Enter The Egocentric Mind of a Preschooler

Anyone who has raised a preschooler or taken child psychology courses knows that preschoolers are egocentric.  They see the world from only their point of view.  The only things that matter to them are those things that impact them directly.  This egocentric point of view skews the way they look at the world and their capability to react to events and people in it.  As parents and educators, we sometimes wonder what the children are thinking and why they don’t seem to behave in ways that adults expect.  When interacting with preschool age children, always remember:
  • They will only remember things that are important to them.  You can tell a preschooler the same thing over and over.  If it isn't important to them, they will not commit it to memory.  Their ego-centrism is the cause for having to repeat the same directive over and over again.  I was recently outside a store when a child who was running, fell and scraped his knee.  His mother said, “How many times have I told you to walk?”  I’m sure she told him to walk quite often.  Walking rather than running is simply not important to that child.  Putting toys away may not be important.  Brushing teeth before bed may not be important to your child.  Being quiet in the library may not be important.  When dealing with young children, be prepared to patiently repeat yourself.  They are not purposely defying you.  They just haven’t committed it to memory.
  • They cannot be ready until they are ready.  No amount of coaxing in the world will get a preschooler to move to the next thing until they are ready.  It is true that they can be motivated.  Seeing you leaving the room without them is a motivator.  It can make them ready – or it can lead to a tantrum.  Preschool children are not interested in your need to move on.  They will move when they are ready.  They will play with others when they are ready.  They will read and write successfully and with purpose when they are ready.  Until they are ready, trying to force knowledge into their heads is counterproductive.  Academic activities will merely be imitation and done to please an adult.  They will do what you ask so that they can get finished.  They will do what you ask simply so they can move onto a more enticing activity.  True learning can only take place when a preschooler is developmentally and emotionally ready to receive the lesson.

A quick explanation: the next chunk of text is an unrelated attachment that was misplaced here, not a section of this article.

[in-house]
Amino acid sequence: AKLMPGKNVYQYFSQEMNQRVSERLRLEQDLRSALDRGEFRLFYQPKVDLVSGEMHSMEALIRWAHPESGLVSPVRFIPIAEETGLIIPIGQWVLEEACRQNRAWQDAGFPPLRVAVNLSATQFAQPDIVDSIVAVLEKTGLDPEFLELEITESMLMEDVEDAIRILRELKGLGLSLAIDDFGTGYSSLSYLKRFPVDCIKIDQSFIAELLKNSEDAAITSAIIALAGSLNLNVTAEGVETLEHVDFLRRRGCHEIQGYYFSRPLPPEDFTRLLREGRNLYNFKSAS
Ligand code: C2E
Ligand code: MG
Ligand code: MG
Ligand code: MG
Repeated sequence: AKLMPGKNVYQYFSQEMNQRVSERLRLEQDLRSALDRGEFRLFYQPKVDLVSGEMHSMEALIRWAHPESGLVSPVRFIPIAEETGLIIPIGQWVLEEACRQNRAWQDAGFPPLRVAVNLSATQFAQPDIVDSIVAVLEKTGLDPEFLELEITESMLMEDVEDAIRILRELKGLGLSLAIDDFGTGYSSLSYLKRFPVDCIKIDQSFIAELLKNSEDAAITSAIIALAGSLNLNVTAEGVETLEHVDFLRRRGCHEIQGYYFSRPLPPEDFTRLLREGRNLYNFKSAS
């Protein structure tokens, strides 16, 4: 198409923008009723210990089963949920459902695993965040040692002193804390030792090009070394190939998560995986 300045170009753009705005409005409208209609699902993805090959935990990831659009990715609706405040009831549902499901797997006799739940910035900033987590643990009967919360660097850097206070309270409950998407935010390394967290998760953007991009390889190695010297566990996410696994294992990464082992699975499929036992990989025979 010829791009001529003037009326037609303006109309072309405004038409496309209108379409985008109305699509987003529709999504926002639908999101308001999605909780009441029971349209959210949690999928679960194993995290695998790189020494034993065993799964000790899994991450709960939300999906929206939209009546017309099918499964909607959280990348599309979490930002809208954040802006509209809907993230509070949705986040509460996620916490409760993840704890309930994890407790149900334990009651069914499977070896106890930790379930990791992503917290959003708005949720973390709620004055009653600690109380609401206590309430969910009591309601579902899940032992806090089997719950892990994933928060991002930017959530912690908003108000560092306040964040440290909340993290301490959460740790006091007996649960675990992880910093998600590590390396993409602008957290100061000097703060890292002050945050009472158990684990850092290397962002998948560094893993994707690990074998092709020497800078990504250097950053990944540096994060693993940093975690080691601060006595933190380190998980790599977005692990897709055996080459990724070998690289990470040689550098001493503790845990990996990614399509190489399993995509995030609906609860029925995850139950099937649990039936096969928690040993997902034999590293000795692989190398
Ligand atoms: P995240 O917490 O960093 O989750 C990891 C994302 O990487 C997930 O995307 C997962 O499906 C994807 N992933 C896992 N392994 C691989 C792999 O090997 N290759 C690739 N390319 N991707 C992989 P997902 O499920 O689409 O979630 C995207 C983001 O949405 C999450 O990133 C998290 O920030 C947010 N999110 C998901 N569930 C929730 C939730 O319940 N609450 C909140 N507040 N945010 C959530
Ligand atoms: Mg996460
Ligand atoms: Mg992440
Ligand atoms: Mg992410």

• They cannot be truly empathetic.  Preschoolers cannot relate to someone else’s pain.  When young children accidentally or purposefully hurt someone else, they often cannot tell us how the hurt child feels.  The question needs to be rephrased to include them.  We ask young children, “How would you feel if he did that to you?”  When you ask the question that way, they will often say, “I would feel hurt” or “I would be sad.”  The discussion about any incident regarding someone else is always most effective when we relate it to the child we are speaking to because they can only feel their own point of view.  This lack of empathy also explains why children say things to others that seem mean.  Children are very quick to point out when someone looks different from what they consider to be the norm.  They cannot understand that the other person might not like the things they say.   It is important to have the conversations about empathy to guide children and to help them see acceptable boundaries for behavior.  The ability to feel empathy typically begins to be internalized at approximately age 5-6 when they begin to become much less egocentric.

When observing preschoolers, take time to note their behavior, modes of interaction and methods of play.  There are a plethora of behaviors that are derived from their egocentric view of the world.  I hope you will take time to watch the preschoolers in your life and add to this list by commenting on this article.

Copyright 2012 © Cindy Terebush
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